12 of 15 people found the following review helpful
the BEST book in its field,
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This review is from: Mixing Audio: Concepts, Practices and Tools (Paperback)
This big, thick, heavy tome is, without a doubt, one of the best books ever published on audio mixing and production. You will find it ALL in here - mixing tips and tricks, in-depth discussion of how compression, EQ, and all the other processors and effects work, good coverage of popular plug-ins and tools, in fact ... everything. It is an ambitious, thorough book, written by someone with an obvious love of the craft. It is aimed mostly at the recording musician, versus the hard-core sound engineer - meaning it is pretty easy to read and digest, with formulas and math kept thankfully to a minimum and relatively simple where they appear.
This book is THE resource for audio engineers, both professional and amateur/hobbyist. It is not a little paperback with a few cool "tricks" for hip hop producers. This is a book for serious people who want to learn, or reinforce their knowledge of, the whole field of audio mixing.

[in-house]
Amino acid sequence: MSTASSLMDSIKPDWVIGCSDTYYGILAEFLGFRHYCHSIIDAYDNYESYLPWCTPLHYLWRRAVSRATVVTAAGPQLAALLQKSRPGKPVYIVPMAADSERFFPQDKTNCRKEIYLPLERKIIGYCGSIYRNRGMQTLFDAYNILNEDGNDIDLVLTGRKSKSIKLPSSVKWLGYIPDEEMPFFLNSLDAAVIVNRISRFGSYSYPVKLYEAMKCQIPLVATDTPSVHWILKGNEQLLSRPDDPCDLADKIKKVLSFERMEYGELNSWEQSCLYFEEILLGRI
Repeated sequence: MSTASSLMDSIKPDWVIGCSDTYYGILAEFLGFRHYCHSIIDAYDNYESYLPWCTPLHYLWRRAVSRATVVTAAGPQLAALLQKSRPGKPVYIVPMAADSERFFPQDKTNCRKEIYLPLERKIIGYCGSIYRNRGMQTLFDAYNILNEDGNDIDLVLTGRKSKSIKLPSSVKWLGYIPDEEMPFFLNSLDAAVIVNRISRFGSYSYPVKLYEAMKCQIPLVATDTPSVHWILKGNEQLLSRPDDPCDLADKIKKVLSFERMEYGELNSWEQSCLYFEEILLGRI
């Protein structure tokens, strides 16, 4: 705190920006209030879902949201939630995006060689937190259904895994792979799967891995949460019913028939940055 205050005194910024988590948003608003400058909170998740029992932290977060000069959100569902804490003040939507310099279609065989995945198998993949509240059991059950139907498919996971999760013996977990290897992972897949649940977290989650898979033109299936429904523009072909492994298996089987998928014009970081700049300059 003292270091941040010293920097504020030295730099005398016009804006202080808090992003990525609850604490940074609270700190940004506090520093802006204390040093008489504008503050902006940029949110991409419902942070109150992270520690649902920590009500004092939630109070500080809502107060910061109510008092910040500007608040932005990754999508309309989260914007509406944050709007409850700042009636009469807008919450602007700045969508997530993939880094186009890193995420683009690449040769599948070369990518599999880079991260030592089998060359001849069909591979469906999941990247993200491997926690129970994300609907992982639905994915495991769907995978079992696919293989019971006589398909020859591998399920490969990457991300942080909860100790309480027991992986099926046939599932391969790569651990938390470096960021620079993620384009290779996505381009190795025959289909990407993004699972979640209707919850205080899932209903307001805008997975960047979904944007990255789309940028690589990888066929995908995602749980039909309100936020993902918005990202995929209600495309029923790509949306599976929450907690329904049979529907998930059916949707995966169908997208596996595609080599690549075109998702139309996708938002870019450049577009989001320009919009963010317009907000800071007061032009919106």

A major plus of this book is that it is very current. For example, the plug-in examples are things like Altiverb, McDSP, and Vintage Warmer. The song and artist examples are equally current. This is a 2008 book in every way. It is the first book in its field that was really written from the ground-up for the digital, DAW age, as opposed to many other books which are pre-DAW and obsessed with old (and expensive) pro studio gear that few people use anymore. Today's musician-producer does not care why an $80,000 mixing board from 1973 is better than some other board; he/she wants to know how to use compressor plugins to get a better sound. This book is truly ideal for people mixing in-the-box, because it is so DAW / plugin /software centric. Since I mix in-the-box I really loved this aspect of the book.
I am giving the book 5 stars for the content, though it does deserve to be dinged a star for some awkward writing. The grammar is weird, and occasionally interrupts or slows down the reading flow. However, the very notion that one would read an audio engineering book like a novel, so as to get pissed off at a writing style that throws off the "flow," is a testament to how good the content is. An editor should take another pass at this book and tighten it up a little.
There is no reason or excuse not to have this book, if you are into making music and mixing audio.